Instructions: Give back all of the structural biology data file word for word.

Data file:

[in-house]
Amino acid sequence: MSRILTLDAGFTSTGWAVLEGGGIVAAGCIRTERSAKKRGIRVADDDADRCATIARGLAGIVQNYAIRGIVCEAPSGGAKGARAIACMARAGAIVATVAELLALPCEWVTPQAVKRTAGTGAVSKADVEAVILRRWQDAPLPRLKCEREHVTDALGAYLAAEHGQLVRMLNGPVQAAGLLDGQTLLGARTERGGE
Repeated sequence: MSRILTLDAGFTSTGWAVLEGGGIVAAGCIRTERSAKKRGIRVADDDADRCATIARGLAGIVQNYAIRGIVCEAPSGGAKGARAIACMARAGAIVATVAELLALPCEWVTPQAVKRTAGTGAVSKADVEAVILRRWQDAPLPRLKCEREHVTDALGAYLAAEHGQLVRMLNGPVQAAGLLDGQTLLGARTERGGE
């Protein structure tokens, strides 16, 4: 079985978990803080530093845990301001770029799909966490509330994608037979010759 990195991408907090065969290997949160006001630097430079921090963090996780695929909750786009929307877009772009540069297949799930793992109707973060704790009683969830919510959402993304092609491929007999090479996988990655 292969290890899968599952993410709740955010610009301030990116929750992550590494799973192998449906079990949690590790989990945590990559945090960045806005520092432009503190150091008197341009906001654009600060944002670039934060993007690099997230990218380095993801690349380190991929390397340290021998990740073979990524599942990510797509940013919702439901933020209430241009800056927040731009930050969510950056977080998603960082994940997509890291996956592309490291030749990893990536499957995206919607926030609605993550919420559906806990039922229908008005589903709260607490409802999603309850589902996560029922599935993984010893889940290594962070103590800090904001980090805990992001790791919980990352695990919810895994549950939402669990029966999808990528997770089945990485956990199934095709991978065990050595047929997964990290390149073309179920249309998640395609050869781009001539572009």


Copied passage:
[in-house]
Amino acid sequence: MSRILTLDAGFTSTGWAVLEGGGIVAAGCIRTERSAKKRGIRVADDDADRCATIARGLAGIVQNYAIRGIVCEAPSGGAKGARAIACMARAGAIVATVAELLALPCEWVTPQAVKRTAGTGAVSKADVEAVILRRWQDAPLPRLKCEREHVTDALGAYLAAEHGQLVRMLNGPVQAAGLLDGQTLLGARTERGGE
Repeated sequence: MSRILTLDAGFTSTGWAVLEGGGIVAAGCIRTERSAKKRGIRVADDDADRCATIARGLAGIVQNYAIRGIVCEAPSGGAKGARAIACMARAGAIVATVAELLALPCEWVTPQAVKRTAGTGAVSKADVEAVILRRWQDAPLPRLKCEREHVTDALGAYLAAEHGQLVRMLNGPVQAAGLLDGQTLLGARTERGGE
């Protein structure tokens, strides 16, 4: 079985978990803080530093845990301001770029799909966490509330994608037979010759 990195991408907090065969290997949160006001630097430079921090963090996780695929909750786009929307877009772009540069297949799930793992109707973060704790009683969830919510959402993304092609491929007999090479996988990655 292969290890899968599952993410709740955010610009301030990116929750992550590494799973192998449906079990949690590790989990945590990559945090960045806005520092432009503190150091008197341009906001654009600060944002670039934060993007690099997230990218380095993801690349380190991929390397340290021998990740073979990524599942990510797509940013919702439901933020209430241009800056927040731009930050969510950056977080998603960082994940997509890291996956592309490291030749990893990536499957995206919607926030609605993550919420559906806990039922229908008005589903709260607490409802999603309850589902996560029922599935993984010893889940290594962070103590800090904001980090805990992001790791919980990352695990919810895994549950939402669990029966999808990528997770089945990485956990199934095709991978065990050595047929997964990290390149073309179920249309998640395609050869781009001539572009």